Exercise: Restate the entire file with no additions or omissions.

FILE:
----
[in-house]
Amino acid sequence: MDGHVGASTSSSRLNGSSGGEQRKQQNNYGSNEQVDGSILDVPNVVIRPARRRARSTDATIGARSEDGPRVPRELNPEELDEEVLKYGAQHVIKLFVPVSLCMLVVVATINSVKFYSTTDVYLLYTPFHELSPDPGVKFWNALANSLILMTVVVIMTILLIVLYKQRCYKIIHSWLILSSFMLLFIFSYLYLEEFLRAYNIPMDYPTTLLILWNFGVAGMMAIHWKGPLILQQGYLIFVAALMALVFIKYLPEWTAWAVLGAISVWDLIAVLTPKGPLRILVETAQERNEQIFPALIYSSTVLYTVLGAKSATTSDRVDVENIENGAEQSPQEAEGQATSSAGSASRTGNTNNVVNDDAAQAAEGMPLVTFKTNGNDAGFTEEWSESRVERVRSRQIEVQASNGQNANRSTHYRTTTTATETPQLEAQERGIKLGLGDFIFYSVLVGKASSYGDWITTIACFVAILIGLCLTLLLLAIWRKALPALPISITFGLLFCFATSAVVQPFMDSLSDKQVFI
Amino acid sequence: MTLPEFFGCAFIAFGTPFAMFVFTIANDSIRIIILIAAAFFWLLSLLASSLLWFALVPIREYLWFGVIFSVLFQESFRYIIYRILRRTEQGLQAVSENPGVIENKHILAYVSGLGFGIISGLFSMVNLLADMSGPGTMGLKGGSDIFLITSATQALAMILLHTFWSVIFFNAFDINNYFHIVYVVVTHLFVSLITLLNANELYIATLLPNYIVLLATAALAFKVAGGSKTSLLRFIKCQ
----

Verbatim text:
[in-house]
Amino acid sequence: MDGHVGASTSSSRLNGSSGGEQRKQQNNYGSNEQVDGSILDVPNVVIRPARRRARSTDATIGARSEDGPRVPRELNPEELDEEVLKYGAQHVIKLFVPVSLCMLVVVATINSVKFYSTTDVYLLYTPFHELSPDPGVKFWNALANSLILMTVVVIMTILLIVLYKQRCYKIIHSWLILSSFMLLFIFSYLYLEEFLRAYNIPMDYPTTLLILWNFGVAGMMAIHWKGPLILQQGYLIFVAALMALVFIKYLPEWTAWAVLGAISVWDLIAVLTPKGPLRILVETAQERNEQIFPALIYSSTVLYTVLGAKSATTSDRVDVENIENGAEQSPQEAEGQATSSAGSASRTGNTNNVVNDDAAQAAEGMPLVTFKTNGNDAGFTEEWSESRVERVRSRQIEVQASNGQNANRSTHYRTTTTATETPQLEAQERGIKLGLGDFIFYSVLVGKASSYGDWITTIACFVAILIGLCLTLLLLAIWRKALPALPISITFGLLFCFATSAVVQPFMDSLSDKQVFI
Amino acid sequence: MTLPEFFGCAFIAFGTPFAMFVFTIANDSIRIIILIAAAFFWLLSLLASSLLWFALVPIREYLWFGVIFSVLFQESFRYIIYRILRRTEQGLQAVSENPGVIENKHILAYVSGLGFGIISGLFSMVNLLADMSGPGTMGLKGGSDIFLITSATQALAMILLHTFWSVIFFNAFDINNYFHIVYVVVTHLFVSLITLLNANELYIATLLPNYIVLLATAALAFKVAGGSKTSLLRFIKCQ